In the federal system, a defendant also has the right to be indicted by a grand jury only within a particular timeframe, called the statute of limitations. Under current federal law, this period is within 5 years of the time the offense was committed.
Waiver of Right to Grand Jury Indictment
The Constitution and federal law expressly require indictment by a grand jury for felony offenses. This right, however, belongs to the defendant, and it may be waived. Waiver must be done clearly and transparently; federal law requires that it be done in open court and only after the defendant has been advised of the nature of the charge and his or her rights.
If a defendant so waives his or her right to a grand jury indictment, the prosecution can proceed by information—a formal criminal charge similar to an indictment. However, this too must be done within the 5-year statute of limitations period.
Grand Juries in State Court
Grand jury proceedings differ from state to state. In Virginia, grand juries function similarly to the federal system. Grand juries in Virginia, however, are not mandated by the Constitution of Virginia. They are simply required by the Code of Virginia, particularly Title 19.2.
Virginia grand juries are convened regularly, and each circuit court has its own schedule. For example, in the City of Roanoke, grand juries are convened on the first Monday of every month. In Bedford County, on the other hand, grand juries are set for the first Tuesday of January, March, May, July, September, and November, and the first Friday of February, April, June, August, October, and December. Like their federal counterparts, grand juries in Virginia are secretive proceedings.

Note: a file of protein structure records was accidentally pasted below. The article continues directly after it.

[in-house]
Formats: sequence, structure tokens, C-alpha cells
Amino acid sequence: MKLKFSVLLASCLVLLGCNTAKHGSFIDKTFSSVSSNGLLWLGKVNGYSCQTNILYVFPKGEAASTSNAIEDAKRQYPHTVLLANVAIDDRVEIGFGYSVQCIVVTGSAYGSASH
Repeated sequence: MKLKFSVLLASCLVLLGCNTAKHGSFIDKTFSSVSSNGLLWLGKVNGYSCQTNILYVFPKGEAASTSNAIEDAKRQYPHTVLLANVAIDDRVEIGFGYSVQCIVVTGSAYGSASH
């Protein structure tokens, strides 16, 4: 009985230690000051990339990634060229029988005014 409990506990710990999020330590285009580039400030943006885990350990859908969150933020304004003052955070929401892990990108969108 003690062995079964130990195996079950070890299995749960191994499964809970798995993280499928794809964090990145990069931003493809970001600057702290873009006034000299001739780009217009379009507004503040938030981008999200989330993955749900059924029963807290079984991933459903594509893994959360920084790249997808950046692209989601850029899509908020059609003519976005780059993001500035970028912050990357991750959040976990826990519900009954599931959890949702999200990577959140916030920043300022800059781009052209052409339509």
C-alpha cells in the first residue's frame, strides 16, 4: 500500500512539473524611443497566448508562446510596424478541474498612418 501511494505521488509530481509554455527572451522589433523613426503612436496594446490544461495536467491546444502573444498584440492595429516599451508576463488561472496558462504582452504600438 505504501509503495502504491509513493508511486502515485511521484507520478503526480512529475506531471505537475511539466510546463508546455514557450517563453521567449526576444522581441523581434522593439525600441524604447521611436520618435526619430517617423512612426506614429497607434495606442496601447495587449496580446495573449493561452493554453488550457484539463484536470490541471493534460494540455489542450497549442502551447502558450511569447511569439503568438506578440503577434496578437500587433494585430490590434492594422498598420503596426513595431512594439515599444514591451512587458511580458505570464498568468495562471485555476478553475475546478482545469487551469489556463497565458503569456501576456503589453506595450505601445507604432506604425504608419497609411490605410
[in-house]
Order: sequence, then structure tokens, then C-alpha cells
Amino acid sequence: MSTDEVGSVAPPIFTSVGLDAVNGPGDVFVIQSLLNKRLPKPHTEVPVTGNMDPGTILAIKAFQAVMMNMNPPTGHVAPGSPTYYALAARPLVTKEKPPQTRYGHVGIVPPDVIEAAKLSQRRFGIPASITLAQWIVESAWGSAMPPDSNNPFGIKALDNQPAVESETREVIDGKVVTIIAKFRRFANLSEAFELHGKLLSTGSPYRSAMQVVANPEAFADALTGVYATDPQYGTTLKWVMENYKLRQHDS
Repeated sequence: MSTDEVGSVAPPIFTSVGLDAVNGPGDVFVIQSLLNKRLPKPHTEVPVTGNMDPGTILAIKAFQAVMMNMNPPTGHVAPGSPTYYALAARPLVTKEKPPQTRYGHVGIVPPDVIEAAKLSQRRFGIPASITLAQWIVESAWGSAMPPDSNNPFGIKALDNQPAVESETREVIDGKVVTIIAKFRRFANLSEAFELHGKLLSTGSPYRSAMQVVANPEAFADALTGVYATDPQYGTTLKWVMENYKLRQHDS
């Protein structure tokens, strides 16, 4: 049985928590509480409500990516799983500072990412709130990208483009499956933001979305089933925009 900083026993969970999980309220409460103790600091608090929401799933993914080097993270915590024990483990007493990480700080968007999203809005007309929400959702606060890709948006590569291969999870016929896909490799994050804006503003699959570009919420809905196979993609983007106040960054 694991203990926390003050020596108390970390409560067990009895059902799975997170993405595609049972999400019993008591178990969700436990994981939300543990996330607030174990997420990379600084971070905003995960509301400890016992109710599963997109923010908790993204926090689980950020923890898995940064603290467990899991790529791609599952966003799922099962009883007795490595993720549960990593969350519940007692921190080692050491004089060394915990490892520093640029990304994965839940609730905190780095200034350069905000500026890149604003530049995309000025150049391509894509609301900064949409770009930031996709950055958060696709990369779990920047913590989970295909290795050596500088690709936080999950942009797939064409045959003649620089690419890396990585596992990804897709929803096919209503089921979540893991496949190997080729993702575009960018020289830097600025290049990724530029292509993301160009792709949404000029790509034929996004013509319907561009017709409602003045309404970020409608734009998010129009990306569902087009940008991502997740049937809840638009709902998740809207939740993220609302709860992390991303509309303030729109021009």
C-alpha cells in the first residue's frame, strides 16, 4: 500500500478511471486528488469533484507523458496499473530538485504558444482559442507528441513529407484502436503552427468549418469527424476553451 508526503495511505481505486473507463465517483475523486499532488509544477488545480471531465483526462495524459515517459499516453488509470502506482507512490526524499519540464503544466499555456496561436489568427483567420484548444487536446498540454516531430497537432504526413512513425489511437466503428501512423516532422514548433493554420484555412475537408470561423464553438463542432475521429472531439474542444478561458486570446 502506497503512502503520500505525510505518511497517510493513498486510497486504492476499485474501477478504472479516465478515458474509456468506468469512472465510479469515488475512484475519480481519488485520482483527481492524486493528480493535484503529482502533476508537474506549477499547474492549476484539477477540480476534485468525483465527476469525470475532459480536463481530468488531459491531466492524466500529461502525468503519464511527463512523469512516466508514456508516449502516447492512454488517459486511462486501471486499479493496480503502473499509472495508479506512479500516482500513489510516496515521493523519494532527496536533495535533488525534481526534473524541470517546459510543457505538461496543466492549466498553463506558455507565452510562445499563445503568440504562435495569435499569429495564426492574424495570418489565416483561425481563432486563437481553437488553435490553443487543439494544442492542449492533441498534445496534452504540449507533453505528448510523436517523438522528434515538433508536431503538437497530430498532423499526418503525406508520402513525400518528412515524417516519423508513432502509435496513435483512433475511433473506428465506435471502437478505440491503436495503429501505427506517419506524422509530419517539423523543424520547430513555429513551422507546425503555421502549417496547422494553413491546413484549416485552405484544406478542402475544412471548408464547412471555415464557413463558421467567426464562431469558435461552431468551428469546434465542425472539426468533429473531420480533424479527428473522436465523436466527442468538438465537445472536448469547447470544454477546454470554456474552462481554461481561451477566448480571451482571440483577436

There are some differences, however, between federal grand juries and Virginia grand juries. One major difference is size—a grand jury in Virginia is between 5 and 7 persons, instead of 16 to 23.
Another notable difference is the waiver rule. In Virginia, a defendant’s waiver of his or her right to be indicted by a grand jury must be in writing and signed before the court having jurisdiction to try the felony or the judge thereof.
Fishwick & Associates: Experienced Criminal Defense Attorneys
If you are facing criminal charges under either federal or Virginia law, it is important you understand your rights to and during a grand jury proceeding. If you or a loved one is facing indictment by a grand jury, or has been indicted, or has otherwise been charged with a criminal offense, the experienced Virginia criminal defense attorneys at Fishwick & Associates can help you understand your legal options at no cost to you. To schedule your free and confidential consultation, complete our online contact form or call us at 540.345.5890.
U.S. Const. Amend. V
Fed. R. Crim. Pro. 6
Fed. R. Crim. Pro. 7
Strauder v. West Virginia, 100 U.S. 303 (1879)
18 U.S.C. § 3282
Va. Code § 19-2.191
Va. Code § 19-2.195
Va. Code § 19-2.217
The content provided here is for informational purposes only and should not be construed as legal advice on any subject.